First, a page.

A U.S. bankruptcy judge yesterday sealed court information disclosing the names of creditors of the failed real estate partnerships established by the Equity Programs Investment Corporation (EPIC).

Judge Martin V. B. Bostetter's action followed a request by lawyers involved with the case, who said they fear the disclosure could set off runs at banks or savings and loans that own substantial amounts of EPIC mortgage debt.

"What we don't want to create is an illusory type of situation that's going to lead to a run on banks," said Michael V. Blumenthal, a lawyer for the National Bank of Washington, which is the trustee for about 50 institutions holding EPIC securities.

Blumenthal said he did not know details of the finances of those institutions, but that he and other lawyers requested that the information be sealed to dispel any "unwarranted concerns" about their health. "The mere fact that someone owns EPIC paper doesn't mean the institution is going under tomorrow," he said.

A source at the hearing said the Federal Home Loan Bank Board, which regulates savings and loan institutions, also had a representative at the meeting. The representative supported the request for keeping the creditors names under wraps.

The National Bank of Washington and the First National Bank of Maryland combined are the trustees for institutions holding about $1 billion in mortgage-backed securities issued by EPIC. As trustee, the banks help pass through monthly interest payments to the actual owners of the securities -- whose identities they are trying to keep secret. The trustees don't actually own the securities themselves.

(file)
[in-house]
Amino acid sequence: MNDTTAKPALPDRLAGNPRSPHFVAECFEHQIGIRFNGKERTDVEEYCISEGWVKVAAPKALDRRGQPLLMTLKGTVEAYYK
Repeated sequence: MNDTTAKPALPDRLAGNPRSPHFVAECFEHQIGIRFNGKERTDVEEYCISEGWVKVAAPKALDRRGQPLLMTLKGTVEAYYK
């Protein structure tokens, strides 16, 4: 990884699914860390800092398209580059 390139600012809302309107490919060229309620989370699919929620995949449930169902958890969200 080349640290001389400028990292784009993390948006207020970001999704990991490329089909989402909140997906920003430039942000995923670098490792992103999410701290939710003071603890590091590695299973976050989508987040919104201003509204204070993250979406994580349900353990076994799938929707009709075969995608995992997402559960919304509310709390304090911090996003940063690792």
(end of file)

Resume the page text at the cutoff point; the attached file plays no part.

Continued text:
The sale of the securities helped finance the purchase of some 20,000 houses by tax-sheltered investment partnerships established by EPIC. In August, EPIC declared that the partnerships were delinquent on monthly payments on the securities, as well as about $400 million in additional mortgage debt.

The disclosure set off a run on deposits at EPIC's parent, Community Savings & Loan of Bethesda, and at the beginning of last month, the state of Maryland moved to take control of both the thrift and its real estate investment arm. In addition, more than 350 EPIC partnerships filed for bankruptcy.

On Tuesday, the bankrupt partnerships, as is their legal duty, filed information concerning their financial affairs, assets and liabilities, according to Norman Oliver, a lawyer for the U.S. Trustee's office in Virginia. In closed meetings in Bostetter's chambers yesterday, lawyers for the banks and other parties involved with the case made a "joint request" for this information to be sealed, Blumenthal said.

Blumenthal and the attorneys said a formal motion would be served by this morning, and that the judge was expected to approve it by tomorrow. They said, however, that the judge's order would lift the seal on most of the financial information contained in this week's filings. The major undisclosed information would be the names of the institutions holding the EPIC securities.

The lawyers also said the judge would review the order in November and would entertain individual requests by interested parties to examine the information in the meantime.

A number of major institutions holding EPIC debt have made themselves known, including the Wall Street brokerage house of Salomon Bros., the Philadelphia-based financial concern PSFS, and the Federal National Mortage Association. Ten of these large investors have put together a plan for bailing out EPIC and are currently negotiating with Maryland officials over the details of that plan.

There are also dozens of smaller thrifts and banks that own EPIC paper, although most of these have not made their names known.